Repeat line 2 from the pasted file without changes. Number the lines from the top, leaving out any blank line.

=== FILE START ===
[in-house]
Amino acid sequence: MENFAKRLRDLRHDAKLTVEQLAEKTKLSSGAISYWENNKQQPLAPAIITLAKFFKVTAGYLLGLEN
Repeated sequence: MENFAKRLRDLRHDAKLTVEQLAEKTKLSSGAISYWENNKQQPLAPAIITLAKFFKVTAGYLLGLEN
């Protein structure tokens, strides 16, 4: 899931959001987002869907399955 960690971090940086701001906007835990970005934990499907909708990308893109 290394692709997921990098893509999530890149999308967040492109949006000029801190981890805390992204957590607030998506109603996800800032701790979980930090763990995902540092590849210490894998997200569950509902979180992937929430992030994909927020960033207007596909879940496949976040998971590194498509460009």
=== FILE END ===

Amino acid sequence: MENFAKRLRDLRHDAKLTVEQLAEKTKLSSGAISYWENNKQQPLAPAIITLAKFFKVTAGYLLGLEN